The “fact” that Al Capone evaded justice numerous times and was finally indicted for income tax evasion is partial myth. Capone was apprehended and served time in prison prior to his conviction for tax fraud.
In the 1920s, the FBI was not authorized to investigate gangsters and organized crime. Capone’s first arrest – by the FBI – was for contempt of court, not for tax evasion. Capone posted bond and was released.
Then, in May 1929, as the FBI recounts: “Al Capone and his bodyguard were arrested in Philadelphia for carrying concealed deadly weapons. Within 16 hours they had been sentenced to terms of one year each. Capone served his time and was released in nine months for good behavior on March 17, 1930.”
“On February 28, 1931, Capone was found guilty in Federal Court on the Contempt of Court charge and was sentenced to 6 months in Cook County Jail. His appeal on that charge was subsequently dismissed.”
In the meanwhile the US Treasury Department had built up evidence for a case of tax evasion against Capone. On June 16, 1931, Capone pleaded guilty to tax evasion charges – but he later changed his plea when the judge informed him that he is not bound by any deals he may have made with the prosecution. But on October 18, 1931, he was ultimately sentenced to 11 years in prison of which he served 7 years, 6 months and 15 days, released on November 16, 1939.
Other Al Capone myths
Al Capone did not grow up in a violent home; his father – who owned a barber shop – never hit him or any of his 8 brothers and sisters. He grew up in a loving home.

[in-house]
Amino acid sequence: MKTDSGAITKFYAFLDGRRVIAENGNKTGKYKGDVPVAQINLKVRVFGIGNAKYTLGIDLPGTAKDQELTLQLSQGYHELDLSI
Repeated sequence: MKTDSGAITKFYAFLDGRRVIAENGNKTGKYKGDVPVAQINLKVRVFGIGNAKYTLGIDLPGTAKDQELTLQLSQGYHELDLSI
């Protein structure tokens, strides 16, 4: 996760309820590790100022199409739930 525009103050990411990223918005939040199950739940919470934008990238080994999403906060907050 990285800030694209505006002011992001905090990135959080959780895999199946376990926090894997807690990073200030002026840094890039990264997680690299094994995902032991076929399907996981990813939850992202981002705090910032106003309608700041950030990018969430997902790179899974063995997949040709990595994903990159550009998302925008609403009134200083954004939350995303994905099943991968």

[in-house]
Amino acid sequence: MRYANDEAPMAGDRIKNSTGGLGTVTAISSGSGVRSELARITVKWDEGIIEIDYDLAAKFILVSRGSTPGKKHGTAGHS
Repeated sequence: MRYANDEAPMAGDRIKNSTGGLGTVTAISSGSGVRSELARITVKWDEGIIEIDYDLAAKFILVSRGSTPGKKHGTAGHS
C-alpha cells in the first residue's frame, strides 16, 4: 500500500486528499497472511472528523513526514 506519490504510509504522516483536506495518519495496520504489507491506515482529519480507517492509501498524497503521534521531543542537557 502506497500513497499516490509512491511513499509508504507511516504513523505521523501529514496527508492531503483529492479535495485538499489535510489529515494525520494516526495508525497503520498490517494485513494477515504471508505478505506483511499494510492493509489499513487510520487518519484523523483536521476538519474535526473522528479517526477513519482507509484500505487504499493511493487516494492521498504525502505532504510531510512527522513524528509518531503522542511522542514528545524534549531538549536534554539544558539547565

Capone and Lucky Luciano did not attend 1st grade school together; Capone attended public schools in Brooklyn while the older (by 14 months) Luciano attended school in Manhattan.
Capone did not lead the Saint Valentine’s Day Massacre against the North Side Mob in 1929; he was on vacation in Florida (but it was his gang, the Chicago Outfit, that committed the murders).
Eliot Ness (played by Kevin Costner in the movie The Untouchables) did not catch Capone; Capone probably never heard of Ness – his final capture in 1931 was as result of the tax evasion investigations led by Frank J. Wilson of the US Treasury Department.
Al Capone – Scarface and Snorky
Capone was born in Brooklyn, New York to Italian immigrants on January 17, 1899 and was named Alphonse Gabriel Capone. As child he was a member of 2 kid gangs, the Brooklyn Rippers, Forty Thieves Juniors and Bowery Boys. After school he joined the notorious Five Points gang.
It was during his time with the Five Points that Capone got slashed 3 times on the left cheek by Frank Galluco after Capone is said to have insulted his sister. The scars it left led to Capone being nicknamed “Scarface.” But his closest friends called him “Snorky.”
He married Irish girl Mary “Mae” Coughlin in 1918. Their only son, Albert Francis, known as Sonny, was born in 1918.
In his later years Capone contracted neurosyphilis which affected his brain and, in his final years, mentally regressed to the age of 12. He died from a heart attack following a stroke on January 15, 1947 at age 48, still known the world’s most famous gangster.
Adapted from the original article by Sam Vaknin